A good example is the way female leaders are treated by the media. Female leaders are constantly disrespected and sexualized in the media. The vulgar jokes made about Sara Palin to the petty comments on Hilary Clintons looks. These messages are powerful to young women because it shows how the American public doesn 't take female leadership seriously or women in general. The harmful effects of the medias message on gender are everywhere from the number of eating disorders to the lack of females in STEM jobs.
“Photoshopping is usually an app for girls that aren't confident with the way that they look” (mostly girls not men) (Mclean.). This means that the majority of teen girls use it because they are not happy with the way they look.” 15% of 2,000 18-24 year old girls think that celebs and models are what they really look like”(Lanniello). Further explanation girls shouldn't believe that every girl they see on the internet is what the really look like. 9 in 10 people in the world would like to see all different types of body varieties (shapes) (Lanniello). This means that not everyone wants to see just skinny thin girls all time.
Nobody is perfect and the stereotypes people place on one another is the cause of most of the issues women face today. Women should feel beauty within their self whether or not they choose to go against the stereotypical views. Orenstein just hopes that our society will make better chances for the female population, so everyone can be
This discrimination against sex is called sexist and America itself has embodied the definition of sexism through the unrealistic idea of women on TV, the pay gap, and the fact that there are very few women involved with politics. There is no voice for women being heard in these aspects and there must be a voice for women. As being a feminist, I find that it is completely sad that America is still holding up those stereotypes and is not finding ways to develop better quality between men and women, along with establishing a greater body of support for men and women. The media needs to change its stereotypical and sexist views of women to develop equality between the two and to see women not as the sex symbol but as the one who is powerful. That is something that seems to be missing in media.
1 “Don’t be dramatic, it’s just some plastic, no one will love you if you’re unattractive” by Melanie Martinez. Have you ever felt like you weren’t pretty enough, just because society has a different definition of pretty? Society today sets high standards of body image, facial features, and talents. Society’s high standards have various negative effects on us, especially if we’re girls. Setting these standards has caused an enormous number of girls all around the world to despise their flaws; therefore, have a very low self-esteem which leads to portentous physical and mental disorders and illnesses.
Our society is consumed by the fantasy and perfection of the idealized body. This constant fixation on physical perfection has created unreasonable beauty standards for women, ones we cannot possibly achieve on our own. Such standards permeate all forms of popular media, particularly fashion magazines and advertisements. Women are bombarded with the notion that we must be thin in order to be desirable. These images project an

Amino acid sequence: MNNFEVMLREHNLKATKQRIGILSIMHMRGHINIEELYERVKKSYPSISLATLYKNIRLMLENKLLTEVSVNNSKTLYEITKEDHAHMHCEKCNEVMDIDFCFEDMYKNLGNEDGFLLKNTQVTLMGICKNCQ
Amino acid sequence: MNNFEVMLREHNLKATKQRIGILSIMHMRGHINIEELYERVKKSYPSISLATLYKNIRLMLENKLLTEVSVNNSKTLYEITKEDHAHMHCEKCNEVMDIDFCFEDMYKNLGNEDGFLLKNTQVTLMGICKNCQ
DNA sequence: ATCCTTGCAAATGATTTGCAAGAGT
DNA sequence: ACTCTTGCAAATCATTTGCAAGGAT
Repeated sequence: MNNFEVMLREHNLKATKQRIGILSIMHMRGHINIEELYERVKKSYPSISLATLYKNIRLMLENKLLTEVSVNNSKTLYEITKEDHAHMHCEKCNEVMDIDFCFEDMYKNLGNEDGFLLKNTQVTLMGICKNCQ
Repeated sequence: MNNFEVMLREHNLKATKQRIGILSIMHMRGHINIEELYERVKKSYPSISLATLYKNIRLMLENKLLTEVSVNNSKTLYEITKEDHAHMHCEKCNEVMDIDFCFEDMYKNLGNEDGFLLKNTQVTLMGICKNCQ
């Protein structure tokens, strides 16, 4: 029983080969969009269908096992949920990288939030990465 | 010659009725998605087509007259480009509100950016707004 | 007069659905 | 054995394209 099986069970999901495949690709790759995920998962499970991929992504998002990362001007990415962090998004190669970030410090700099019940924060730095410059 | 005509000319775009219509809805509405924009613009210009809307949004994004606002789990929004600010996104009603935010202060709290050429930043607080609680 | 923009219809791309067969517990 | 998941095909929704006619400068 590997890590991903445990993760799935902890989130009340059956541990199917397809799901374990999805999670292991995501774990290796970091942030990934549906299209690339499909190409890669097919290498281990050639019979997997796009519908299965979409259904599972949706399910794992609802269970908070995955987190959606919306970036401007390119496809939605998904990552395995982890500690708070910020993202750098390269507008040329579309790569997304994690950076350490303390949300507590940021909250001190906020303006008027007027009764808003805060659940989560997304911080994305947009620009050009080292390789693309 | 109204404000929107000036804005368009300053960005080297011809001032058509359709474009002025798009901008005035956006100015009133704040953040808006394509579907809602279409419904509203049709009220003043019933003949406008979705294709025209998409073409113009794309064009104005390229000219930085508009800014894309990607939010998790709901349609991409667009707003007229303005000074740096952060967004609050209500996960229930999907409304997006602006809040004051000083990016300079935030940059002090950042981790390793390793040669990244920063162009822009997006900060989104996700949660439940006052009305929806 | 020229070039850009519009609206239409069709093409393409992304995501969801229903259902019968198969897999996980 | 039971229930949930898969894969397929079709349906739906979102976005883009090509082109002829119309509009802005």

There is too much pressure on females to have the ideal body image. Females are constantly lowering their self-esteem because they don’t feel as pretty as the girls in magazines and they spend most of their time comparing themselves to celebrities and models. Society and Social media have high expectations towards the looks of a woman. They expect for a female to be fit, thin, and have a pretty face. Social media is everywhere continuously producing weight loss commercials showing fit bodies, recommending diet pills and nutritional shakes.
Another criticism of the Instagrammers shape unhealthy image will bring mental health problem to the female users is because the users do not satisfy with their own body shape. However, the media has set women with a thin body and slim body curve are the standard of beauty (Maran 2012). Social media has further developed this idea. Some of the famous Instagrammers are normal people before they go famous on Instagram. They become an Instagrammer because of their ideal body shape.
By having these negative thoughts, women can harm their bodies by doing whatever they can to fit the expectations that the media seems to portray. The opinion of the public eye states that the norm of the mass media plays an essential role in the progression of eating disorders and the displeasures of one’s body (Tiggemann, 2006, p.
The media portrays these unrealistic standards to men and women of how women should look, which suggests that their natural face is not good enough. Unrealistic standards for beauty created by the media is detrimental to girls’ self-esteem because it makes women feel constant external pressure to achieve the “ideal look”, which indicates that their natural appearance is inadequate. There has been an increasing number of women that are dissatisfied with themselves due to constant external pressure to look perfect. YWCA’s “Beauty at Any Cost” discusses this in their article saying that, “The pressure to achieve unrealistic physical beauty is an undercurrent in the lives of virtually all women in the United States, and its steady drumbeat is wreaking havoc on women in ways that far exceed the bounds of their physical selves” (YWCA). Being surrounded by society’s definitions of beauty has definitely taken a toll on American women’s confidence.